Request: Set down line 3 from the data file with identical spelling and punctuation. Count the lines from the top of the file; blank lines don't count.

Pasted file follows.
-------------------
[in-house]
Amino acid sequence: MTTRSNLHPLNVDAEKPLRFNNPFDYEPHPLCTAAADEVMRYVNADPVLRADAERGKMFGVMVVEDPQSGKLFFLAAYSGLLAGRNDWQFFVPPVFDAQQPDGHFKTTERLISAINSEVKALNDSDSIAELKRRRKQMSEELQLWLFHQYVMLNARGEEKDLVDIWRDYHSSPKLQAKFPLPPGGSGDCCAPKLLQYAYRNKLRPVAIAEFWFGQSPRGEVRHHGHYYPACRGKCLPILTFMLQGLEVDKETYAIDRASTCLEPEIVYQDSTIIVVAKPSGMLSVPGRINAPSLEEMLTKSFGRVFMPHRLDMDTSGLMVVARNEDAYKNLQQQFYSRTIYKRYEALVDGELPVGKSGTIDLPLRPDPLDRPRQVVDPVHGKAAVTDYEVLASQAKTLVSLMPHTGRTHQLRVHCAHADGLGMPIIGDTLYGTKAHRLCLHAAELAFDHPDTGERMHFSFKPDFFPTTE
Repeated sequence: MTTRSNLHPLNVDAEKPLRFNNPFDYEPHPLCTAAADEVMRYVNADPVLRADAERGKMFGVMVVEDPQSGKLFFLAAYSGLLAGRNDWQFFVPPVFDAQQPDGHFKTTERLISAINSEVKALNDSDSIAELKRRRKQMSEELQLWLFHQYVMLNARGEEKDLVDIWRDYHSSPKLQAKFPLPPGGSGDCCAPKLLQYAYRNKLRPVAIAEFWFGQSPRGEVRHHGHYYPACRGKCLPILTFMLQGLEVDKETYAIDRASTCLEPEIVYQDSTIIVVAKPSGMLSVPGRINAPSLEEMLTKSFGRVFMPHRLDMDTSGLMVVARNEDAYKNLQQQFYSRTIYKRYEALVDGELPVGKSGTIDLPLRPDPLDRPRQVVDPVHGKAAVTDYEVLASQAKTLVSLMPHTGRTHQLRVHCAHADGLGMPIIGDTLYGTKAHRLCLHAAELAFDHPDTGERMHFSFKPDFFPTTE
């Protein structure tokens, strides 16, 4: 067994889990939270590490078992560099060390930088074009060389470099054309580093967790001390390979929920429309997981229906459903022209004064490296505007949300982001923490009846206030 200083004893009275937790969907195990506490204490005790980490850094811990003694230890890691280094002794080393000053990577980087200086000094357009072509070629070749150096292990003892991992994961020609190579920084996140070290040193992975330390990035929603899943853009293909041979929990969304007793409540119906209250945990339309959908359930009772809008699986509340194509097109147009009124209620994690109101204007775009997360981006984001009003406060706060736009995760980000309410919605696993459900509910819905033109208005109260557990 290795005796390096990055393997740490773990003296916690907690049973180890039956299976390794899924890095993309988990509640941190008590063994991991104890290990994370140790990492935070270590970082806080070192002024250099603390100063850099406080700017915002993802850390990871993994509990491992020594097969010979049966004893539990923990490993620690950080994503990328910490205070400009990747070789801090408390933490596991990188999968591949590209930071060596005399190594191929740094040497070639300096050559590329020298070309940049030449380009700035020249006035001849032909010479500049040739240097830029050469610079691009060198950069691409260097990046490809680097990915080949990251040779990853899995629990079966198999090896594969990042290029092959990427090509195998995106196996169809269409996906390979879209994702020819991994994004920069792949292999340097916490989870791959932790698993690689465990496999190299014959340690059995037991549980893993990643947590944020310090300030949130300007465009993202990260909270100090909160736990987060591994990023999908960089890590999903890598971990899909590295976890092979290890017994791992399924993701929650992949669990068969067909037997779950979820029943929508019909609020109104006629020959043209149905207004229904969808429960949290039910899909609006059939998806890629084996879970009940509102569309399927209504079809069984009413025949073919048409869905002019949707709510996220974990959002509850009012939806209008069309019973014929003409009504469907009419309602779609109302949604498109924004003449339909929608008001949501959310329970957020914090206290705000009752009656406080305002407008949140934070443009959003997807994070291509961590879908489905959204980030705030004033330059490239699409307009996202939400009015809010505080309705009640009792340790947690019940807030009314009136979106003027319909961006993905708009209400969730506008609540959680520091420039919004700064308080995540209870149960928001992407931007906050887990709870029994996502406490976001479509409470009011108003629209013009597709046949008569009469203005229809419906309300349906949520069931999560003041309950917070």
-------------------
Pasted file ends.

Repeated sequence: MTTRSNLHPLNVDAEKPLRFNNPFDYEPHPLCTAAADEVMRYVNADPVLRADAERGKMFGVMVVEDPQSGKLFFLAAYSGLLAGRNDWQFFVPPVFDAQQPDGHFKTTERLISAINSEVKALNDSDSIAELKRRRKQMSEELQLWLFHQYVMLNARGEEKDLVDIWRDYHSSPKLQAKFPLPPGGSGDCCAPKLLQYAYRNKLRPVAIAEFWFGQSPRGEVRHHGHYYPACRGKCLPILTFMLQGLEVDKETYAIDRASTCLEPEIVYQDSTIIVVAKPSGMLSVPGRINAPSLEEMLTKSFGRVFMPHRLDMDTSGLMVVARNEDAYKNLQQQFYSRTIYKRYEALVDGELPVGKSGTIDLPLRPDPLDRPRQVVDPVHGKAAVTDYEVLASQAKTLVSLMPHTGRTHQLRVHCAHADGLGMPIIGDTLYGTKAHRLCLHAAELAFDHPDTGERMHFSFKPDFFPTTE